Harry Hutchins

President Hutchins

Born at Lisbon, New Hampshire, on April 8, 1847,  Harry Burns Hutchins (1847-1930) was a U of M alumnus who later became the University president in 1910, and served throughout the period of the Great War. He finally retired on June 30, 1920, after some attempts to do so. Twice he tendered his resignation (in 1915 and in 1919), in compliance with the official expiration of his mandate, and twice the Board of Regents solicited for him to stay on, for reasons that were connected to the Great War expediency, and to a difficulty of finding his replacement. Twice also, he accepted to stay on.

            Under Hutchins' presidency, the U of M community played a significant role at the local, national and global levels, in the successful conduct of the Great war, at least by the Allies. He was a busy president during this time of heated debates on campus regarding University policy towards war. He had to cope with several issues, ranging from dealing with dissenting voices, debates on compulsory military training on campus, disagreements between advocates of war and its opponents (pacifists), to organized campus meetings and talks on the war situation, to university changes accommodating the new dispensation of war induced activities. The university community late in 1915 upwards, including students and Faculties, was particularly pro-war, going to the extreme of favoring compulsory military training on campus, an issue he tackled with maximum tact and ingenuity.

            Under his leadership and patriotism, the University introduced a course in military training in 1916, was home to several war related activities and training, such as harboring the training officers' corps, the reserved army corps, the war mechanics, and sending student enlistees to Camp Custer. It is fair to say that he helped in transmitting to the University community, including student draftees, the spirit and purposes of the war and the role of the US, in line with the general narrative within the national and international allied community that it was a war to safe democracy. On September 4, 1917, for example,  while sending off the first student draftees for the National Army,  to Camp Custer at Battle Greek, Hutchins stated that, "we are in this war to stamp out autocracy, to save democracy, and to make the world free for all people. You men who go forth to fight for your country should feel honored that you are chosen to uphold the principles for which your forefathers shed their blood; chosen to make assurance doubly sure that their heroic sacrifice was not in vain." The impact of Hutchin's speech on the minds of patriotic Americans, especially the student draftees themselves, cannot be missed. Shortly after his speech, and speaking  on behalf of the drafted men, one Fred B. Wahr, said "we are proud to be the ones chosen to represent our country in this new army and in this great cause, for we understand thoroughly its justice before the world."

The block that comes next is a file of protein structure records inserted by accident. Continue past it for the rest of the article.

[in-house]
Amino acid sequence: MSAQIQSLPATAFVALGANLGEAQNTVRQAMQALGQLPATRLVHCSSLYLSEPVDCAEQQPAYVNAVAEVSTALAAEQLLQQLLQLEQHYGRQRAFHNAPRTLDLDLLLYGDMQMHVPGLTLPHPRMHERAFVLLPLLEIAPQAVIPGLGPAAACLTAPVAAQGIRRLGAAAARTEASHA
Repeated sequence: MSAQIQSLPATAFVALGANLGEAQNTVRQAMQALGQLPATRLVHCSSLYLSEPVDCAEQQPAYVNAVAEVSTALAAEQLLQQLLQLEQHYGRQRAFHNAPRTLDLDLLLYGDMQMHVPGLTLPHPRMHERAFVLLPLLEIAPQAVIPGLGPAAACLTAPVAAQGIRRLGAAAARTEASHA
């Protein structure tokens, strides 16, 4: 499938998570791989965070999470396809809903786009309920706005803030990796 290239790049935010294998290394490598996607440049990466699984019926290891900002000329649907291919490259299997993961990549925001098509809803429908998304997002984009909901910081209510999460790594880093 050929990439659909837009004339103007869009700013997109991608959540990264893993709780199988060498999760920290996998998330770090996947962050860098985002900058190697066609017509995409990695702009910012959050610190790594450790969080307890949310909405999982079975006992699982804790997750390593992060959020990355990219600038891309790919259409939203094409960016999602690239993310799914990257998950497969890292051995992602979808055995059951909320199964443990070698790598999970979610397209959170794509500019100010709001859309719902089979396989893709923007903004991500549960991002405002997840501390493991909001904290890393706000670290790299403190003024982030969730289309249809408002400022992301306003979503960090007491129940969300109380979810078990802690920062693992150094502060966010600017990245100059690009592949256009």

President Hutchins was particularly active during discussions on university's military preparedness, so that in November 1916, he attended the Conference of College and University Presidents, in Washington, D.C., for the purpose of discussing ways and means to establishing military courses in non-military colleges, as well as evaluating the associated problems of establishing military camps in several states. In addition, he served in a number of war related functions, including his appointment by President Wilson in 1915 as the American member of the International treaty between the US and Uruguay for the advancement of peace, his appointment in 1918 as a member of the Junior Red Cross advisory committee for the state of Michigan, and his election in 1919 as Chairman of the Governing Board of Trustees of the American University Union in Paris,  an organization set up in wartime to deal with war related problems.

            A simple and humble personality, with perhaps a fair sense of humor, at his resignation, one of Hutchins' friends fondly asked, "what are we going to call you, Mr. President, after you have resigned?", to which he characteristically replied, "Oh, you can just call me Harry then? On his retirement, a Michigan Alumnus issue judged his ten year tenure record to be worthy, and of solid achievement, full of coordination, and of foundations laid for future development . Hutchins, the fourth President of U of M, was succeeded by Dr. Marion LeRoy Burton, who became President on July 1, 1920. The University alumni, Board of regents, and community, saw him as a very successful president, who had shown great self-sacrifice and patriotism to the University, especially in time of difficulty and need. He died ten years after his retirement, in 1930.